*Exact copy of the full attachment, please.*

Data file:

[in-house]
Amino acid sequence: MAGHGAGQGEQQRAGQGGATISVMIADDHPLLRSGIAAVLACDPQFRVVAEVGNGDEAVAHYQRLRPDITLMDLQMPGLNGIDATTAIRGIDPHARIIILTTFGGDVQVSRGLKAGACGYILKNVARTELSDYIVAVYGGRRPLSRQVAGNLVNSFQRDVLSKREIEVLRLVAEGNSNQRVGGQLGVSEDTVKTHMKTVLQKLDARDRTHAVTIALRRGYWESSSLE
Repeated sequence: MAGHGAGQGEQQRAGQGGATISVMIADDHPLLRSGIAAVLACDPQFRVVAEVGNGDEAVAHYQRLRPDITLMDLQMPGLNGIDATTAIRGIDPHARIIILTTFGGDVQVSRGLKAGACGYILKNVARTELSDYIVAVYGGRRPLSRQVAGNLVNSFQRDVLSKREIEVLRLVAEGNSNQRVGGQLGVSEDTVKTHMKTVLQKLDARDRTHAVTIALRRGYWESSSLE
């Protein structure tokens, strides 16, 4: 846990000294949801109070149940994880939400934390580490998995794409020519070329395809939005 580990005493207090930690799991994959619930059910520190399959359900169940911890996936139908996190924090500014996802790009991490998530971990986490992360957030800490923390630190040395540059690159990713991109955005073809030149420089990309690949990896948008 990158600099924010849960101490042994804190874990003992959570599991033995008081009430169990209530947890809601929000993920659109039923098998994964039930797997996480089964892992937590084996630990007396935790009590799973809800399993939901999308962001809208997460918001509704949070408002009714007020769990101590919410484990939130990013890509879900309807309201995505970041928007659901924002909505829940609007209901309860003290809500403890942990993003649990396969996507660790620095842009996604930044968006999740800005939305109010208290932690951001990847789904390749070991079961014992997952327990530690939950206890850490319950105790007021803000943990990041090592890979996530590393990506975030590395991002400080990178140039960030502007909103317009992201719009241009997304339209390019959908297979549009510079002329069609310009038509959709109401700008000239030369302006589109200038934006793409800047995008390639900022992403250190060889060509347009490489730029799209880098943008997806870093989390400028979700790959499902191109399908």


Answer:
[in-house]
Amino acid sequence: MAGHGAGQGEQQRAGQGGATISVMIADDHPLLRSGIAAVLACDPQFRVVAEVGNGDEAVAHYQRLRPDITLMDLQMPGLNGIDATTAIRGIDPHARIIILTTFGGDVQVSRGLKAGACGYILKNVARTELSDYIVAVYGGRRPLSRQVAGNLVNSFQRDVLSKREIEVLRLVAEGNSNQRVGGQLGVSEDTVKTHMKTVLQKLDARDRTHAVTIALRRGYWESSSLE
Repeated sequence: MAGHGAGQGEQQRAGQGGATISVMIADDHPLLRSGIAAVLACDPQFRVVAEVGNGDEAVAHYQRLRPDITLMDLQMPGLNGIDATTAIRGIDPHARIIILTTFGGDVQVSRGLKAGACGYILKNVARTELSDYIVAVYGGRRPLSRQVAGNLVNSFQRDVLSKREIEVLRLVAEGNSNQRVGGQLGVSEDTVKTHMKTVLQKLDARDRTHAVTIALRRGYWESSSLE
């Protein structure tokens, strides 16, 4: 846990000294949801109070149940994880939400934390580490998995794409020519070329395809939005 580990005493207090930690799991994959619930059910520190399959359900169940911890996936139908996190924090500014996802790009991490998530971990986490992360957030800490923390630190040395540059690159990713991109955005073809030149420089990309690949990896948008 990158600099924010849960101490042994804190874990003992959570599991033995008081009430169990209530947890809601929000993920659109039923098998994964039930797997996480089964892992937590084996630990007396935790009590799973809800399993939901999308962001809208997460918001509704949070408002009714007020769990101590919410484990939130990013890509879900309807309201995505970041928007659901924002909505829940609007209901309860003290809500403890942990993003649990396969996507660790620095842009996604930044968006999740800005939305109010208290932690951001990847789904390749070991079961014992997952327990530690939950206890850490319950105790007021803000943990990041090592890979996530590393990506975030590395991002400080990178140039960030502007909103317009992201719009241009997304339209390019959908297979549009510079002329069609310009038509959709109401700008000239030369302006589109200038934006793409800047995008390639900022992403250190060889060509347009490489730029799209880098943008997806870093989390400028979700790959499902191109399908």